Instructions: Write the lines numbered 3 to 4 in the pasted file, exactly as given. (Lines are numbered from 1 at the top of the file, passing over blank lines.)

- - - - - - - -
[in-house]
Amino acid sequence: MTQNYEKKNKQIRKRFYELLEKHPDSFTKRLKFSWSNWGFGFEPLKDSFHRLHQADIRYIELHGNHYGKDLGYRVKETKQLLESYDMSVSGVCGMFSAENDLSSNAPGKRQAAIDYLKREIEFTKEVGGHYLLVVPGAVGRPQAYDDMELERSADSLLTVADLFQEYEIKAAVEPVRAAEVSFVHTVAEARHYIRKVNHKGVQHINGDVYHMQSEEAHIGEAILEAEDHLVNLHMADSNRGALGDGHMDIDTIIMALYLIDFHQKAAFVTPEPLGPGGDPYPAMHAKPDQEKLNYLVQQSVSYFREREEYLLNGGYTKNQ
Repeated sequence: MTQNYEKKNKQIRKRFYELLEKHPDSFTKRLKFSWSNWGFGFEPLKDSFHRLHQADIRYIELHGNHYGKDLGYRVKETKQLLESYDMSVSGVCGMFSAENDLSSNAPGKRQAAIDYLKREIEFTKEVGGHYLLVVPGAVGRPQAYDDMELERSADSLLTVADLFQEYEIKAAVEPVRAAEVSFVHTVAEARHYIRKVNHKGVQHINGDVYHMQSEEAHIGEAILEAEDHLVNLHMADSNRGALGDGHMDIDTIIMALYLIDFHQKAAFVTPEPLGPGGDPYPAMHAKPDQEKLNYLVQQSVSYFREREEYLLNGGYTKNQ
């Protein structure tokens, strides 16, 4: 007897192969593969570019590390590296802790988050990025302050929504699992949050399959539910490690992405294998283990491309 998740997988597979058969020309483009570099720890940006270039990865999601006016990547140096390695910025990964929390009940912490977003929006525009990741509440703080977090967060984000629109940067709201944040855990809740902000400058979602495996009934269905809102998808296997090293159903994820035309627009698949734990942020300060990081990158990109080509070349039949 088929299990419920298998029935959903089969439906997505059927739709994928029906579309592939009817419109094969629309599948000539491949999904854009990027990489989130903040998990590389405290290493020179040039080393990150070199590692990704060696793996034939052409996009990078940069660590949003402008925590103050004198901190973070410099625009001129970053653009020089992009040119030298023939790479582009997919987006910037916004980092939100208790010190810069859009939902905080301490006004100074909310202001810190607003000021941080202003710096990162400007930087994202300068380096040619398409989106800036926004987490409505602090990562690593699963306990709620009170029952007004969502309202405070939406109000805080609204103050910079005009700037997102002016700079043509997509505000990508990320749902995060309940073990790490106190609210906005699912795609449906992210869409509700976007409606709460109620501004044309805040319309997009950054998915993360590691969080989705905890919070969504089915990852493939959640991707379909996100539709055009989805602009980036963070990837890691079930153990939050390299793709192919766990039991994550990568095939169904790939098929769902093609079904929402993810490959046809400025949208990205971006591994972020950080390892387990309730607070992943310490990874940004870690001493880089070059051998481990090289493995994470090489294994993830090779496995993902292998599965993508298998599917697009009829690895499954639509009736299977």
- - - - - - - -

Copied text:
Repeated sequence: MTQNYEKKNKQIRKRFYELLEKHPDSFTKRLKFSWSNWGFGFEPLKDSFHRLHQADIRYIELHGNHYGKDLGYRVKETKQLLESYDMSVSGVCGMFSAENDLSSNAPGKRQAAIDYLKREIEFTKEVGGHYLLVVPGAVGRPQAYDDMELERSADSLLTVADLFQEYEIKAAVEPVRAAEVSFVHTVAEARHYIRKVNHKGVQHINGDVYHMQSEEAHIGEAILEAEDHLVNLHMADSNRGALGDGHMDIDTIIMALYLIDFHQKAAFVTPEPLGPGGDPYPAMHAKPDQEKLNYLVQQSVSYFREREEYLLNGGYTKNQ
């Protein structure tokens, strides 16, 4: 007897192969593969570019590390590296802790988050990025302050929504699992949050399959539910490690992405294998283990491309 998740997988597979058969020309483009570099720890940006270039990865999601006016990547140096390695910025990964929390009940912490977003929006525009990741509440703080977090967060984000629109940067709201944040855990809740902000400058979602495996009934269905809102998808296997090293159903994820035309627009698949734990942020300060990081990158990109080509070349039949 088929299990419920298998029935959903089969439906997505059927739709994928029906579309592939009817419109094969629309599948000539491949999904854009990027990489989130903040998990590389405290290493020179040039080393990150070199590692990704060696793996034939052409996009990078940069660590949003402008925590103050004198901190973070410099625009001129970053653009020089992009040119030298023939790479582009997919987006910037916004980092939100208790010190810069859009939902905080301490006004100074909310202001810190607003000021941080202003710096990162400007930087994202300068380096040619398409989106800036926004987490409505602090990562690593699963306990709620009170029952007004969502309202405070939406109000805080609204103050910079005009700037997102002016700079043509997509505000990508990320749902995060309940073990790490106190609210906005699912795609449906992210869409509700976007409606709460109620501004044309805040319309997009950054998915993360590691969080989705905890919070969504089915990852493939959640991707379909996100539709055009989805602009980036963070990837890691079930153990939050390299793709192919766990039991994550990568095939169904790939098929769902093609079904929402993810490959046809400025949208990205971006591994972020950080390892387990309730607070992943310490990874940004870690001493880089070059051998481990090289493995994470090489294994993830090779496995993902292998599965993508298998599917697009009829690895499954639509009736299977």